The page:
Ever missed a writing deadline?

Missed one in the past few months? Maybe even a few of them?

Crucially, have any of these been self-imposed deadlines?

If so, it’s probably time to reassess your relationship with your writing targets.

In the early days of a long-form writing project (and particularly for a PhD), it’s easy to shrug off tasks as they dozily hum in the background like fuzzy bumble bees. They can be rescheduled. There’s weeks, months, even years, left on this journey. You’ll pick up the slack later. It’ll be fine.

But even for the chilled-out crew (of which, dear reader, I am not a card-carrying member—alas), there’ll come a time when things get serious. The clock’s a’tickin’ on candidature, scholarships, visas, publications, job applications and, well, on all that ‘life stuff’ that continues to happen while you tackle your major writing project.

Those tasks that were once cute bumble bees have been replaced with a nest of wasps. Angry wasps. Furious sting-machines dive-bombing you from all directions.

So what do you do?

You set some deadlines.

This could go so many ways. But for the sake of brevity, here’s two at each end of the spectrum:

  1. You and your deadlines have a harmonious, mutually beneficial relationship, where you both feel confident in each other. You address minor setbacks swiftly and your relationship recovers, even strengthens. Step-by-step, you work together to progress your thesis or other major writing project until it sprouts wings and flies off (wasp-free) into the happily-ever-achieved sunset.
  1. You and your deadlines seem to start off on the right foot—everything is so exhilarating and rewarding that you rush headlong into making all sorts of plans before you’ve considered your other commitments. But after those first heady days, things begin to change. Due dates swing by and you find yourself standing your deadlines up. The first time, it doesn’t seem like a big deal. But the second occasion? And the third? Before you know it, every time you bump into your deadlines, you can’t bear the way they glare at you all Judgy-McScornful-like, making you feel even more terrible for not holding up your end of the bargain. Guilt starts to weigh you down, possibly so much that you start going well out of your way to avoid facing your deadlines. Things might get so toxic that you want to give up on your major writing project altogether.

If your relationship with deadlines sounds anything like the second scenario (or you’ve ever felt elements of it creeping into a major writing project), you’ve probably developed some unhelpful habits when it comes to goal-setting. I know I did during my PhD, and many people share similar experiences with me when I run Thesis Boot Camps and other writing workshops.

Why is it so important to avoid this toxic scenario?

In the first instance, it’s stressful. And while deadlines can be a way for us to induce short-term ‘good stress’ to help us perform at our best (like my friend Dr Katherine Firth talks about here), being chronically stressed over sustained periods does not help complete a major writing project—it hinders it. And, as is becoming more widely and openly acknowledged—including in a study released earlier this year—undertaking a PhD in contemporary academia can be chronically stressful in itself.

On top of the other stressors PhD students face, psychologists have long known that certain goal-setting behaviours can increase the risk of developing anxiety and depression. When I was designing Thesis Boot Camp back in 2012, I approached psychology researcher Dr Helen Street (then an Associate Professor at the University of Western Australia) who had been studying this phenomenon for years in a variety of groups, including PhD students. I learned from Helen’s work that the link between goal-setting styles and mental health could become particularly problematic when we place conditions on what happens if we do or don’t achieve those goals (‘I’ll be happy when I finish x’; ‘I’ll avoid disaster if I achieve y’).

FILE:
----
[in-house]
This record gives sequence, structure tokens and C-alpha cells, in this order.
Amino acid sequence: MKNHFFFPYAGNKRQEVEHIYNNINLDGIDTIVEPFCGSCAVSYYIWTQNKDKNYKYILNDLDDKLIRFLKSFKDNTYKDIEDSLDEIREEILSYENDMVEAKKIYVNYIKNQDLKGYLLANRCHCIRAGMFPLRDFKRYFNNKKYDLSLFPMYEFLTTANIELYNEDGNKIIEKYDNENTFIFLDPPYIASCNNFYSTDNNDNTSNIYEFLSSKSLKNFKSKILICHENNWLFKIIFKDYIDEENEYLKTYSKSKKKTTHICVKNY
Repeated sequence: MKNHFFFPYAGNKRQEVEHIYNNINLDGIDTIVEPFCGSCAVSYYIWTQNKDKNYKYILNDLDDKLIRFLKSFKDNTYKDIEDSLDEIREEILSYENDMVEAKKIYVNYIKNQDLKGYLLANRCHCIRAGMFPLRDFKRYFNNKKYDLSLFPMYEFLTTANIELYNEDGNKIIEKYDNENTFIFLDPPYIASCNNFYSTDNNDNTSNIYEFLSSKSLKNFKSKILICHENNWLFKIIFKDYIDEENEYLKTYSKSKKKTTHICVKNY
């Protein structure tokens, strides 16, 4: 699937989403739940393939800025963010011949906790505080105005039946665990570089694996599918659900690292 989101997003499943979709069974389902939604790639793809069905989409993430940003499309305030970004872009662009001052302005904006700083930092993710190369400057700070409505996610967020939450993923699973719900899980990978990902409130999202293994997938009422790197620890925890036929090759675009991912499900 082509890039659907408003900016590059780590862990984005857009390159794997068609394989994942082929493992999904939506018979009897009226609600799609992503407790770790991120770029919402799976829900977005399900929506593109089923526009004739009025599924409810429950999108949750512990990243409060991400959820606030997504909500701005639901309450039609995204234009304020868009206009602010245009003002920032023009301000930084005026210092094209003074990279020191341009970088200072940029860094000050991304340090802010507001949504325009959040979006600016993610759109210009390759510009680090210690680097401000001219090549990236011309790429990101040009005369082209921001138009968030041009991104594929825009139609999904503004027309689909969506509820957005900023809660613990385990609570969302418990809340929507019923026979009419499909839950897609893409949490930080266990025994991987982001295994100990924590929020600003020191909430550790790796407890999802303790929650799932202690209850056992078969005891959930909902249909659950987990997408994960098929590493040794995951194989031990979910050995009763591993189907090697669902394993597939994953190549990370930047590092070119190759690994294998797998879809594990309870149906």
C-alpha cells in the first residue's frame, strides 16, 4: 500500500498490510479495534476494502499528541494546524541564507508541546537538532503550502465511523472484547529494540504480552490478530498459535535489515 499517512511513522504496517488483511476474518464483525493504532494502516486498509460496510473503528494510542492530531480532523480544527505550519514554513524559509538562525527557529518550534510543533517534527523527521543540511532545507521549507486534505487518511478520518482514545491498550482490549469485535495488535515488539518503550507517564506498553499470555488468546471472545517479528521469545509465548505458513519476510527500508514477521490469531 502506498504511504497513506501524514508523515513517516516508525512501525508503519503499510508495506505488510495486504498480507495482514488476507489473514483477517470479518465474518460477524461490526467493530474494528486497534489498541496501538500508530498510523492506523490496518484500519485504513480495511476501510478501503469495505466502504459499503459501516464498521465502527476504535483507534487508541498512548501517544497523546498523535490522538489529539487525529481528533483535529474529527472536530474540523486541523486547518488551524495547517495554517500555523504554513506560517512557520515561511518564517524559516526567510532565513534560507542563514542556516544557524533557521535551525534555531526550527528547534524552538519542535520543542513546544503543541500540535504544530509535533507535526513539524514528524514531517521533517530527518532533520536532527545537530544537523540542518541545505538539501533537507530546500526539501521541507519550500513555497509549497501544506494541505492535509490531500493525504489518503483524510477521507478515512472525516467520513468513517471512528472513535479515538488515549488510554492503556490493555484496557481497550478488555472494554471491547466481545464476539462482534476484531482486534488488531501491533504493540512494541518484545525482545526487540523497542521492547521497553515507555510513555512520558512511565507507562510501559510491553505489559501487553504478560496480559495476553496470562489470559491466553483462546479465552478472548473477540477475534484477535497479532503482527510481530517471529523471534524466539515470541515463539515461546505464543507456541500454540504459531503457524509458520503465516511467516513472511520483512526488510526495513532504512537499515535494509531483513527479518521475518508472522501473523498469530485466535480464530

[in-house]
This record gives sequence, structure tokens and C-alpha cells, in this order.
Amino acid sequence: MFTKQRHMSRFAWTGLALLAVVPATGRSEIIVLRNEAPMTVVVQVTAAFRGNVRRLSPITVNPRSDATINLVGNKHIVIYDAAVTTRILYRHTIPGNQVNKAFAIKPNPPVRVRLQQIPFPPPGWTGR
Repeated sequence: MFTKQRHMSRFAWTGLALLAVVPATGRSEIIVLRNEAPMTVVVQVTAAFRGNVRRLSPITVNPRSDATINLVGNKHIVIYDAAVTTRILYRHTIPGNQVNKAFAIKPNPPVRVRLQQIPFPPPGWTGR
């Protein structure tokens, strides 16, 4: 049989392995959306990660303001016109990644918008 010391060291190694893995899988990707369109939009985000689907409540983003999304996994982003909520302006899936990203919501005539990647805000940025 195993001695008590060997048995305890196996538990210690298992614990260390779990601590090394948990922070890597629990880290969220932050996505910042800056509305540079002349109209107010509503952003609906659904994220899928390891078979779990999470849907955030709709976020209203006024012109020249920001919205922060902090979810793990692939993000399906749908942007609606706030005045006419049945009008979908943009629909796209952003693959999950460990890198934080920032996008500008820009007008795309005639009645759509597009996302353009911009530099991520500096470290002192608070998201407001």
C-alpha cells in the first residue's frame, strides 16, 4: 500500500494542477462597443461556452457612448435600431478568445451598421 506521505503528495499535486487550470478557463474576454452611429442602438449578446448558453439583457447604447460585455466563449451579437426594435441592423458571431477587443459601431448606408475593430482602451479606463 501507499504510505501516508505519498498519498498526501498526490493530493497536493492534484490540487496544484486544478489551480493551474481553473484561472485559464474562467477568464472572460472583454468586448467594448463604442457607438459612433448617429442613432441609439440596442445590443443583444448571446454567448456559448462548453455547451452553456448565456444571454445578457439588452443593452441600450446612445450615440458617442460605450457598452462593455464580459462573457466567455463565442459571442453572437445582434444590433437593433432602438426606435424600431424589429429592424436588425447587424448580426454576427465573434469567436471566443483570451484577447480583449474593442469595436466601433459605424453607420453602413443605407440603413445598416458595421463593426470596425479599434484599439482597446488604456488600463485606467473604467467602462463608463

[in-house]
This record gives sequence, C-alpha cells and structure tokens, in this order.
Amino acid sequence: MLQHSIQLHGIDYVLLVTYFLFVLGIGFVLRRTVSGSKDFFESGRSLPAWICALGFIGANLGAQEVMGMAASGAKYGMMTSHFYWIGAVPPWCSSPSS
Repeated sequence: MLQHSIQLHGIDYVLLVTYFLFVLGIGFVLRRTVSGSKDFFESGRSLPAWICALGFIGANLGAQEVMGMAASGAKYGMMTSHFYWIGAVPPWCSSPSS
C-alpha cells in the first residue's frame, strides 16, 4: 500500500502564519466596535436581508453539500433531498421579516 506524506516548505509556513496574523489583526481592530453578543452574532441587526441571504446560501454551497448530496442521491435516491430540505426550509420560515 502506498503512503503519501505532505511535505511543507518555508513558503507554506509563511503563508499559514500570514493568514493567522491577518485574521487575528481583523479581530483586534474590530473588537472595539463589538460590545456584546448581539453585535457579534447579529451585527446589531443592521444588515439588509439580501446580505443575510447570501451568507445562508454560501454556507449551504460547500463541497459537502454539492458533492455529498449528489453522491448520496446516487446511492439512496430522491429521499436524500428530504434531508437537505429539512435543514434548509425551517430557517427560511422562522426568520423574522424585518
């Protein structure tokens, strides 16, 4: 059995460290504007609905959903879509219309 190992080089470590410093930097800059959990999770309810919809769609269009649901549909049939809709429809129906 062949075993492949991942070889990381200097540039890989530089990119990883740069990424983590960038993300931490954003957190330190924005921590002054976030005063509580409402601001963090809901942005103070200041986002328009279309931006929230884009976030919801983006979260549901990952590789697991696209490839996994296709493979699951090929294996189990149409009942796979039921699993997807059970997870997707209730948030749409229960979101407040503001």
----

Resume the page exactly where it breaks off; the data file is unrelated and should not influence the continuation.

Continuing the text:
Since, I’ve observed again and again that setting deadlines and missing them over an extended period of time leaves students frustrated at best, and at worst frightened that they won’t be able to finish their thesis. That’s when those other horrible ‘f’ words creep in, like ‘fraud’ and ‘failure’. And I’ve witnessed the same thing in people tackling long-form fiction or non-fiction writing projects beyond academia.

In short?

Setting yourself deadlines can be motivating and provide structure and discipline to finish a major writing project. Short-term, realistic goals that are regularly achieved can be incredibly empowering.

However, setting yourself writing goals that you often don’t achieve can do more harm than good—to your project, and to your mental health.

Obviously, we don’t consciously set ourselves up to miss targets! Unhelpful goal-setting habits arise for myriad reasons: the desire for a sense of achievement or control from completing projects sooner rather than later. Wanting to impress or placate others. Good intentions to be proactive about managing our writing projects, but without the tools to accurately factor in all the variables. The list goes on.

For whatever reason, if you’re experiencing missed-deadline-stress, I urge you to examine the way you set your writing targets, or any other milestones you have the ability to negotiate. It could make a big improvement to how you feel about your writing, and have a positive influence on your day-to-day wellbeing (which in turn helps your writing projects!).

Not sure where to start?

Stay tuned for a series of blog posts in which I’ll share practical tips and techniques for planning and managing a major writing project—in a way that ensures deadlines will remain your BFFs, rather than becoming toxic frenemies.

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